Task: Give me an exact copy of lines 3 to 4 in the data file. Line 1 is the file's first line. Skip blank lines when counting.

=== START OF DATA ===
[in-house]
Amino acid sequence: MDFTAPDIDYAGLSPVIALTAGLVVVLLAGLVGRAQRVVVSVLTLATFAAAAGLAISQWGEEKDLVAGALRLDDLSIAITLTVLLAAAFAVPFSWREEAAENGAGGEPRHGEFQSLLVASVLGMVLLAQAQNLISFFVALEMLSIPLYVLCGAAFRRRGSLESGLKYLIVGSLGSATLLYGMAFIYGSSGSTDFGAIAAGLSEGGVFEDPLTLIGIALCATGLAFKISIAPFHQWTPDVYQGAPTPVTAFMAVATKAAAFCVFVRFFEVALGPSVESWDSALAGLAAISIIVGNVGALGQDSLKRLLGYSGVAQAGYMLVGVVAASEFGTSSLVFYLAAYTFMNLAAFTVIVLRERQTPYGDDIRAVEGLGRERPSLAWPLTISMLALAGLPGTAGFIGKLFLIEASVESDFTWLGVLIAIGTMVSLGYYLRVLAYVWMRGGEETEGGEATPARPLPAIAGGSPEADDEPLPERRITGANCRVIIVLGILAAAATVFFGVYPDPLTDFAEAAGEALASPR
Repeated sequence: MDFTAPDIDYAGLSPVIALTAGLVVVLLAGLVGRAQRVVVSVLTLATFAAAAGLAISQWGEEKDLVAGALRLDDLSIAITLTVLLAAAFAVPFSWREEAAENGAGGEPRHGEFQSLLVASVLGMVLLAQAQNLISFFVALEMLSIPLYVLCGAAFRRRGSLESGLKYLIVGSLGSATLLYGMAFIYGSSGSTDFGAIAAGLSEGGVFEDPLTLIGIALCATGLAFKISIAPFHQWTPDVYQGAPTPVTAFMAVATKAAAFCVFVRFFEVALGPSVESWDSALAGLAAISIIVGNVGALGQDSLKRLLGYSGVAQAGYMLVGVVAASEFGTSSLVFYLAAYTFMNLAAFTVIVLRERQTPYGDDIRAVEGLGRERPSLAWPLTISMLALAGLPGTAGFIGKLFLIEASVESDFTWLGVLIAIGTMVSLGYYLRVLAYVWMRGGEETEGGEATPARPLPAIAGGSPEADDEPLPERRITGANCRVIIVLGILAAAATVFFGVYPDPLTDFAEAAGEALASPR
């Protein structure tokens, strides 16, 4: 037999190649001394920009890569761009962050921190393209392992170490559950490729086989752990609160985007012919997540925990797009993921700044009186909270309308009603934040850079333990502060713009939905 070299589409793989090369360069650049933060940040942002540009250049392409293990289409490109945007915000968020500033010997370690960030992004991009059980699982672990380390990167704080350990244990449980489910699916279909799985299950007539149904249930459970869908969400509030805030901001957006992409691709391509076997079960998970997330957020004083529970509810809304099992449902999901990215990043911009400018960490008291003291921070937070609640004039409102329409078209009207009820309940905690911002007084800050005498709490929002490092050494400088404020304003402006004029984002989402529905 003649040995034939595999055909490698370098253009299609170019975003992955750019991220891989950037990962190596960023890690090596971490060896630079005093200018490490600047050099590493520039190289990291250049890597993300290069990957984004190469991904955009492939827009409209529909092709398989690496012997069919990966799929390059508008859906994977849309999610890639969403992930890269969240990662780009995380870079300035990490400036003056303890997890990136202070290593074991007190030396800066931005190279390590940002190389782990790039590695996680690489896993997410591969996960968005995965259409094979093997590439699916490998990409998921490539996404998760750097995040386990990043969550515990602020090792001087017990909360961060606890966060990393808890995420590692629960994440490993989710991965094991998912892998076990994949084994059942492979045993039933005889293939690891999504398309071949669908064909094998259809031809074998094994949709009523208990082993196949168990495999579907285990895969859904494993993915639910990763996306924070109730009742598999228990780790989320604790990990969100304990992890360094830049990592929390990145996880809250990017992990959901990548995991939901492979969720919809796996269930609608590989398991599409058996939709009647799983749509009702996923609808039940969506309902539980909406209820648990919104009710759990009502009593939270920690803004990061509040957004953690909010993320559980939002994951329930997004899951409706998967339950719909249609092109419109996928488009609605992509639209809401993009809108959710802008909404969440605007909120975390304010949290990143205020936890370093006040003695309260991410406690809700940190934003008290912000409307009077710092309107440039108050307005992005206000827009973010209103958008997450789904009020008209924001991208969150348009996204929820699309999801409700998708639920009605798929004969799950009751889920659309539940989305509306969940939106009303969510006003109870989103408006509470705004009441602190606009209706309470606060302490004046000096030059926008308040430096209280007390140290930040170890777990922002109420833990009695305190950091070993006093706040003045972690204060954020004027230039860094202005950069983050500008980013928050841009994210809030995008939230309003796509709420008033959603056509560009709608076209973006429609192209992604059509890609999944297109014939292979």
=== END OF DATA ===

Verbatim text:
Repeated sequence: MDFTAPDIDYAGLSPVIALTAGLVVVLLAGLVGRAQRVVVSVLTLATFAAAAGLAISQWGEEKDLVAGALRLDDLSIAITLTVLLAAAFAVPFSWREEAAENGAGGEPRHGEFQSLLVASVLGMVLLAQAQNLISFFVALEMLSIPLYVLCGAAFRRRGSLESGLKYLIVGSLGSATLLYGMAFIYGSSGSTDFGAIAAGLSEGGVFEDPLTLIGIALCATGLAFKISIAPFHQWTPDVYQGAPTPVTAFMAVATKAAAFCVFVRFFEVALGPSVESWDSALAGLAAISIIVGNVGALGQDSLKRLLGYSGVAQAGYMLVGVVAASEFGTSSLVFYLAAYTFMNLAAFTVIVLRERQTPYGDDIRAVEGLGRERPSLAWPLTISMLALAGLPGTAGFIGKLFLIEASVESDFTWLGVLIAIGTMVSLGYYLRVLAYVWMRGGEETEGGEATPARPLPAIAGGSPEADDEPLPERRITGANCRVIIVLGILAAAATVFFGVYPDPLTDFAEAAGEALASPR
């Protein structure tokens, strides 16, 4: 037999190649001394920009890569761009962050921190393209392992170490559950490729086989752990609160985007012919997540925990797009993921700044009186909270309308009603934040850079333990502060713009939905 070299589409793989090369360069650049933060940040942002540009250049392409293990289409490109945007915000968020500033010997370690960030992004991009059980699982672990380390990167704080350990244990449980489910699916279909799985299950007539149904249930459970869908969400509030805030901001957006992409691709391509076997079960998970997330957020004083529970509810809304099992449902999901990215990043911009400018960490008291003291921070937070609640004039409102329409078209009207009820309940905690911002007084800050005498709490929002490092050494400088404020304003402006004029984002989402529905 003649040995034939595999055909490698370098253009299609170019975003992955750019991220891989950037990962190596960023890690090596971490060896630079005093200018490490600047050099590493520039190289990291250049890597993300290069990957984004190469991904955009492939827009409209529909092709398989690496012997069919990966799929390059508008859906994977849309999610890639969403992930890269969240990662780009995380870079300035990490400036003056303890997890990136202070290593074991007190030396800066931005190279390590940002190389782990790039590695996680690489896993997410591969996960968005995965259409094979093997590439699916490998990409998921490539996404998760750097995040386990990043969550515990602020090792001087017990909360961060606890966060990393808890995420590692629960994440490993989710991965094991998912892998076990994949084994059942492979045993039933005889293939690891999504398309071949669908064909094998259809031809074998094994949709009523208990082993196949168990495999579907285990895969859904494993993915639910990763996306924070109730009742598999228990780790989320604790990990969100304990992890360094830049990592929390990145996880809250990017992990959901990548995991939901492979969720919809796996269930609608590989398991599409058996939709009647799983749509009702996923609808039940969506309902539980909406209820648990919104009710759990009502009593939270920690803004990061509040957004953690909010993320559980939002994951329930997004899951409706998967339950719909249609092109419109996928488009609605992509639209809401993009809108959710802008909404969440605007909120975390304010949290990143205020936890370093006040003695309260991410406690809700940190934003008290912000409307009077710092309107440039108050307005992005206000827009973010209103958008997450789904009020008209924001991208969150348009996204929820699309999801409700998708639920009605798929004969799950009751889920659309539940989305509306969940939106009303969510006003109870989103408006509470705004009441602190606009209706309470606060302490004046000096030059926008308040430096209280007390140290930040170890777990922002109420833990009695305190950091070993006093706040003045972690204060954020004027230039860094202005950069983050500008980013928050841009994210809030995008939230309003796509709420008033959603056509560009709608076209973006429609192209992604059509890609999944297109014939292979």